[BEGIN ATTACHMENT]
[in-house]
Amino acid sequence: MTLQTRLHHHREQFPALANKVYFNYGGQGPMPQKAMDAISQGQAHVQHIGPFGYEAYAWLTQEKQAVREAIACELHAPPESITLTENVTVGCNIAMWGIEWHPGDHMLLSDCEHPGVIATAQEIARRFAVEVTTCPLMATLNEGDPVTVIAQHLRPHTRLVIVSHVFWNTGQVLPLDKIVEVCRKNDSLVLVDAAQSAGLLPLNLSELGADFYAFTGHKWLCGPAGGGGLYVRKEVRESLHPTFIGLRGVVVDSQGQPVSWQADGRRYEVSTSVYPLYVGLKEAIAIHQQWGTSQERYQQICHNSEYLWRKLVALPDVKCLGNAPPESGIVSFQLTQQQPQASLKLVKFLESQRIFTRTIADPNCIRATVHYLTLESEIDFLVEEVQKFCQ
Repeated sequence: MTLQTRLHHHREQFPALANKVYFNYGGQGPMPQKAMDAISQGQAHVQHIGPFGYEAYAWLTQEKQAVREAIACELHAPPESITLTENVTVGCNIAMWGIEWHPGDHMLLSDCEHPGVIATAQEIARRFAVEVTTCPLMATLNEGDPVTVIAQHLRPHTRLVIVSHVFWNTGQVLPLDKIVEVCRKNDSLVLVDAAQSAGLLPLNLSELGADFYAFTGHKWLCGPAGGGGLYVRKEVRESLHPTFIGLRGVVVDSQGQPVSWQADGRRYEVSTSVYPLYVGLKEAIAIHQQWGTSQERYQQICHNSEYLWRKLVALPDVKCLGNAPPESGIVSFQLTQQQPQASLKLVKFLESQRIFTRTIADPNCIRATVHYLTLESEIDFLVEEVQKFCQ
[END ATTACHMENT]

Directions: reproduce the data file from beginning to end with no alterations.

[in-house]
Amino acid sequence: MTLQTRLHHHREQFPALANKVYFNYGGQGPMPQKAMDAISQGQAHVQHIGPFGYEAYAWLTQEKQAVREAIACELHAPPESITLTENVTVGCNIAMWGIEWHPGDHMLLSDCEHPGVIATAQEIARRFAVEVTTCPLMATLNEGDPVTVIAQHLRPHTRLVIVSHVFWNTGQVLPLDKIVEVCRKNDSLVLVDAAQSAGLLPLNLSELGADFYAFTGHKWLCGPAGGGGLYVRKEVRESLHPTFIGLRGVVVDSQGQPVSWQADGRRYEVSTSVYPLYVGLKEAIAIHQQWGTSQERYQQICHNSEYLWRKLVALPDVKCLGNAPPESGIVSFQLTQQQPQASLKLVKFLESQRIFTRTIADPNCIRATVHYLTLESEIDFLVEEVQKFCQ
Repeated sequence: MTLQTRLHHHREQFPALANKVYFNYGGQGPMPQKAMDAISQGQAHVQHIGPFGYEAYAWLTQEKQAVREAIACELHAPPESITLTENVTVGCNIAMWGIEWHPGDHMLLSDCEHPGVIATAQEIARRFAVEVTTCPLMATLNEGDPVTVIAQHLRPHTRLVIVSHVFWNTGQVLPLDKIVEVCRKNDSLVLVDAAQSAGLLPLNLSELGADFYAFTGHKWLCGPAGGGGLYVRKEVRESLHPTFIGLRGVVVDSQGQPVSWQADGRRYEVSTSVYPLYVGLKEAIAIHQQWGTSQERYQQICHNSEYLWRKLVALPDVKCLGNAPPESGIVSFQLTQQQPQASLKLVKFLESQRIFTRTIADPNCIRATVHYLTLESEIDFLVEEVQKFCQ